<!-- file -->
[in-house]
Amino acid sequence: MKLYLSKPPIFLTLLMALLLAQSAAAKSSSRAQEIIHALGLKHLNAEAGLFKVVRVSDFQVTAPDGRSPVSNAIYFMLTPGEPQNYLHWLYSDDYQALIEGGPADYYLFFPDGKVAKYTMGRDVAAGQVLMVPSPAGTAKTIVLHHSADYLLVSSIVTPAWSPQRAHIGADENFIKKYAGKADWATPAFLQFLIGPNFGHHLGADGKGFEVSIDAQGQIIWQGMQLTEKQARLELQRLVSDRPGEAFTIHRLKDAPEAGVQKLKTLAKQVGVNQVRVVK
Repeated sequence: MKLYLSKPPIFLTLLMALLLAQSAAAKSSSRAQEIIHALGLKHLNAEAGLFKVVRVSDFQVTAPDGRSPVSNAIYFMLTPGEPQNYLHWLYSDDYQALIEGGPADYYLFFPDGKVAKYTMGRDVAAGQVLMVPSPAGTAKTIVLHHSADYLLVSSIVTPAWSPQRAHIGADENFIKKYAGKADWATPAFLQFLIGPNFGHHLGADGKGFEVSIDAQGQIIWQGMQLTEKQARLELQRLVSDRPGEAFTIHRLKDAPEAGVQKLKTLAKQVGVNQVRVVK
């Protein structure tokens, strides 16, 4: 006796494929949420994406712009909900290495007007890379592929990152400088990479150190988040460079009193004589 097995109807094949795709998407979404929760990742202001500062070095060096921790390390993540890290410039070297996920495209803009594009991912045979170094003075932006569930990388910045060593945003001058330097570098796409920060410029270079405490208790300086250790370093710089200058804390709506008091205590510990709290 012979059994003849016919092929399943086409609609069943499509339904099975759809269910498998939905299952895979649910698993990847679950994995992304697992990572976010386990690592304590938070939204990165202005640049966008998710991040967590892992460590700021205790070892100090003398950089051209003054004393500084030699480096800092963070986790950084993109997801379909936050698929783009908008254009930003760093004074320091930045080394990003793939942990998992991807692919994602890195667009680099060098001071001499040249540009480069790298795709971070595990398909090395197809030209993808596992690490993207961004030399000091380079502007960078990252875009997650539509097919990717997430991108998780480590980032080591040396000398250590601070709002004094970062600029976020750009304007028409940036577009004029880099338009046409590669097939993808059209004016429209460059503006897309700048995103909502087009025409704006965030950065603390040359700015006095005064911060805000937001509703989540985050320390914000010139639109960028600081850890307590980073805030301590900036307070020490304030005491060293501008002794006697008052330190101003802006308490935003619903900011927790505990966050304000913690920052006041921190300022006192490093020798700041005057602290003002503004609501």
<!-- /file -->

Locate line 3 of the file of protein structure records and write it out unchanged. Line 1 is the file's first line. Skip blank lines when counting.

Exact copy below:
Repeated sequence: MKLYLSKPPIFLTLLMALLLAQSAAAKSSSRAQEIIHALGLKHLNAEAGLFKVVRVSDFQVTAPDGRSPVSNAIYFMLTPGEPQNYLHWLYSDDYQALIEGGPADYYLFFPDGKVAKYTMGRDVAAGQVLMVPSPAGTAKTIVLHHSADYLLVSSIVTPAWSPQRAHIGADENFIKKYAGKADWATPAFLQFLIGPNFGHHLGADGKGFEVSIDAQGQIIWQGMQLTEKQARLELQRLVSDRPGEAFTIHRLKDAPEAGVQKLKTLAKQVGVNQVRVVK